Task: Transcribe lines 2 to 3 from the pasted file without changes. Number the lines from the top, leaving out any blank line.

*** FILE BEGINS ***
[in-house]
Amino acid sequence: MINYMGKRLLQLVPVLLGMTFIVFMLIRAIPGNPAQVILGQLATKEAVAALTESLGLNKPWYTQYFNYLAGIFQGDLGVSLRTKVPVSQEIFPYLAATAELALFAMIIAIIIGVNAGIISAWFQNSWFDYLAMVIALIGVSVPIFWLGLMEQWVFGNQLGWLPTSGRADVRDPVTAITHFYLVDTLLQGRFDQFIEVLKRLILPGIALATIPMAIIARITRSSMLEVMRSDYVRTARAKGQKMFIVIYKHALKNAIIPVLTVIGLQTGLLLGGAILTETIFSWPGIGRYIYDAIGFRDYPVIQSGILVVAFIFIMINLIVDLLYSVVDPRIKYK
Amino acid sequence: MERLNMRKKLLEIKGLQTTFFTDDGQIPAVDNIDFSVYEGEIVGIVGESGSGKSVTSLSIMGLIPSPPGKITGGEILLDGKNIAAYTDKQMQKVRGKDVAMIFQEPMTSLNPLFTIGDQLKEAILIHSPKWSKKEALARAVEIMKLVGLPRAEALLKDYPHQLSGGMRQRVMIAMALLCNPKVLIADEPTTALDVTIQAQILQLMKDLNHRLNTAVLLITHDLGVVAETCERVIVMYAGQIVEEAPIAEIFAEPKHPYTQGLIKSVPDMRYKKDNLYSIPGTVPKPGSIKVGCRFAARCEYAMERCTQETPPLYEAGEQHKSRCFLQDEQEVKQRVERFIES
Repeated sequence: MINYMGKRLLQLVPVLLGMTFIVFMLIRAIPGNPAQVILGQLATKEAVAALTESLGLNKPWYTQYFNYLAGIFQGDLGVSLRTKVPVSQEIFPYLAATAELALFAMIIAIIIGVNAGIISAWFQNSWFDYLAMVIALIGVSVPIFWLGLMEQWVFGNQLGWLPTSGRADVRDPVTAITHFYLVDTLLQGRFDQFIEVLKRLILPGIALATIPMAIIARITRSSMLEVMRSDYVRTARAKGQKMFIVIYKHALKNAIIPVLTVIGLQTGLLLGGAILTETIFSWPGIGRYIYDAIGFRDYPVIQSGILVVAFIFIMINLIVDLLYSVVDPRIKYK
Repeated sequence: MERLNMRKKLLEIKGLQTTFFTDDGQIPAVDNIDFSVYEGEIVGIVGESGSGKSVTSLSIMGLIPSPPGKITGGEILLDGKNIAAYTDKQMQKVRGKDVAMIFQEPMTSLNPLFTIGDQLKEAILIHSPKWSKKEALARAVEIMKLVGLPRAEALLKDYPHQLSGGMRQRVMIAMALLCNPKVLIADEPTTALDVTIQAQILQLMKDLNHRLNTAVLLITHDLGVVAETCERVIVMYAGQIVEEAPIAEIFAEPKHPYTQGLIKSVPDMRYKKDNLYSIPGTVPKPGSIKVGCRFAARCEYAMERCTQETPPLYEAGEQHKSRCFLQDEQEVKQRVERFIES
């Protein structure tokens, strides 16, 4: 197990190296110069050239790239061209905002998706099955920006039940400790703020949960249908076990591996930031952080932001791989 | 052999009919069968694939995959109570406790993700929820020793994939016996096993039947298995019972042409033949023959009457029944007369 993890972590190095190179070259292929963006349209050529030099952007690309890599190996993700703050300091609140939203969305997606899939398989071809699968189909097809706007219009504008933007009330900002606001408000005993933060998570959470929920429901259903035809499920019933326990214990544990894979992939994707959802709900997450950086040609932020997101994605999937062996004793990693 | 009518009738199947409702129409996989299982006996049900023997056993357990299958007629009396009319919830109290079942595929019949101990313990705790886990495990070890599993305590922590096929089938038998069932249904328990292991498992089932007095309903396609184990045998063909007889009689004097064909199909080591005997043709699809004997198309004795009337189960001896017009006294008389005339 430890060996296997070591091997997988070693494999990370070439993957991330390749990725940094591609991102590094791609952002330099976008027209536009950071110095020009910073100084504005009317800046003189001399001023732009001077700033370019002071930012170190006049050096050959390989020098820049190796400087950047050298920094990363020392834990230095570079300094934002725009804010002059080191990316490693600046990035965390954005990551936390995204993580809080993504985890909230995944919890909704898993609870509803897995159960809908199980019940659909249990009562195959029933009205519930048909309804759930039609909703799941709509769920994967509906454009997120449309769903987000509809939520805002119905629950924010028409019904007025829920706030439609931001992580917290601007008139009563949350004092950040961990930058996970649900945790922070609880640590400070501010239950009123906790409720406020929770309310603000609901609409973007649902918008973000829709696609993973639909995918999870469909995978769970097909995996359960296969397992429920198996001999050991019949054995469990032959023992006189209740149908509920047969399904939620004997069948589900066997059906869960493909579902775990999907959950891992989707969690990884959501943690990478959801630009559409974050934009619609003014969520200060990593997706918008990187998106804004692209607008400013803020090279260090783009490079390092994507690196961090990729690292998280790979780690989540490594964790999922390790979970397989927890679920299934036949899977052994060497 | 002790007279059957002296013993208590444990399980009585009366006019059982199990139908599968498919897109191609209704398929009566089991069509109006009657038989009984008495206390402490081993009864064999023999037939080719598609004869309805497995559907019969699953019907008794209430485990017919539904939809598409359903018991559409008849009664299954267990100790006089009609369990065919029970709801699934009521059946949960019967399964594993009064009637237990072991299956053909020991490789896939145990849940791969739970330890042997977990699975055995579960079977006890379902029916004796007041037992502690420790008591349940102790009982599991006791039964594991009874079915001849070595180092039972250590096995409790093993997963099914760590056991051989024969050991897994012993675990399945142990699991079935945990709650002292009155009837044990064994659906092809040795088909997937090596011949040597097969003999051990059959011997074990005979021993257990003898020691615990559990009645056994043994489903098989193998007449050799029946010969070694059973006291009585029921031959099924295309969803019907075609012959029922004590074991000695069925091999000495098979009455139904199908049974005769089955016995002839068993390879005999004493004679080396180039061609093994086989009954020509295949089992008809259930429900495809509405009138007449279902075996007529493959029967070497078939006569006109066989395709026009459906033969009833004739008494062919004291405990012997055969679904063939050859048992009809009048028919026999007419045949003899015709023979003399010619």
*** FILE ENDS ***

Amino acid sequence: MINYMGKRLLQLVPVLLGMTFIVFMLIRAIPGNPAQVILGQLATKEAVAALTESLGLNKPWYTQYFNYLAGIFQGDLGVSLRTKVPVSQEIFPYLAATAELALFAMIIAIIIGVNAGIISAWFQNSWFDYLAMVIALIGVSVPIFWLGLMEQWVFGNQLGWLPTSGRADVRDPVTAITHFYLVDTLLQGRFDQFIEVLKRLILPGIALATIPMAIIARITRSSMLEVMRSDYVRTARAKGQKMFIVIYKHALKNAIIPVLTVIGLQTGLLLGGAILTETIFSWPGIGRYIYDAIGFRDYPVIQSGILVVAFIFIMINLIVDLLYSVVDPRIKYK
Amino acid sequence: MERLNMRKKLLEIKGLQTTFFTDDGQIPAVDNIDFSVYEGEIVGIVGESGSGKSVTSLSIMGLIPSPPGKITGGEILLDGKNIAAYTDKQMQKVRGKDVAMIFQEPMTSLNPLFTIGDQLKEAILIHSPKWSKKEALARAVEIMKLVGLPRAEALLKDYPHQLSGGMRQRVMIAMALLCNPKVLIADEPTTALDVTIQAQILQLMKDLNHRLNTAVLLITHDLGVVAETCERVIVMYAGQIVEEAPIAEIFAEPKHPYTQGLIKSVPDMRYKKDNLYSIPGTVPKPGSIKVGCRFAARCEYAMERCTQETPPLYEAGEQHKSRCFLQDEQEVKQRVERFIES